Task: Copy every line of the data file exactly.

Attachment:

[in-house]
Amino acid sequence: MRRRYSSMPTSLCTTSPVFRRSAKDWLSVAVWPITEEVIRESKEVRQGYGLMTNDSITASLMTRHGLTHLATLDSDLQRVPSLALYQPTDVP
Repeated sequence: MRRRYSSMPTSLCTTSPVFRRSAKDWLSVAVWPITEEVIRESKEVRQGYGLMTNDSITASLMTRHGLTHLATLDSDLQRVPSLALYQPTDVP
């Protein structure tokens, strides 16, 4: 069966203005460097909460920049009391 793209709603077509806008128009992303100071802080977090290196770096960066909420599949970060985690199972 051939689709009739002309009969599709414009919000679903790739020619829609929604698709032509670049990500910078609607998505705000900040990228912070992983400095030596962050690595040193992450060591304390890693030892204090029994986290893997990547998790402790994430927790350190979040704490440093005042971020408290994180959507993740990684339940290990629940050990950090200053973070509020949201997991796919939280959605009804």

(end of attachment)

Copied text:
[in-house]
Amino acid sequence: MRRRYSSMPTSLCTTSPVFRRSAKDWLSVAVWPITEEVIRESKEVRQGYGLMTNDSITASLMTRHGLTHLATLDSDLQRVPSLALYQPTDVP
Repeated sequence: MRRRYSSMPTSLCTTSPVFRRSAKDWLSVAVWPITEEVIRESKEVRQGYGLMTNDSITASLMTRHGLTHLATLDSDLQRVPSLALYQPTDVP
């Protein structure tokens, strides 16, 4: 069966203005460097909460920049009391 793209709603077509806008128009992303100071802080977090290196770096960066909420599949970060985690199972 051939689709009739002309009969599709414009919000679903790739020619829609929604698709032509670049990500910078609607998505705000900040990228912070992983400095030596962050690595040193992450060591304390890693030892204090029994986290893997990547998790402790994430927790350190979040704490440093005042971020408290994180959507993740990684339940290990629940050990950090200053973070509020949201997991796919939280959605009804």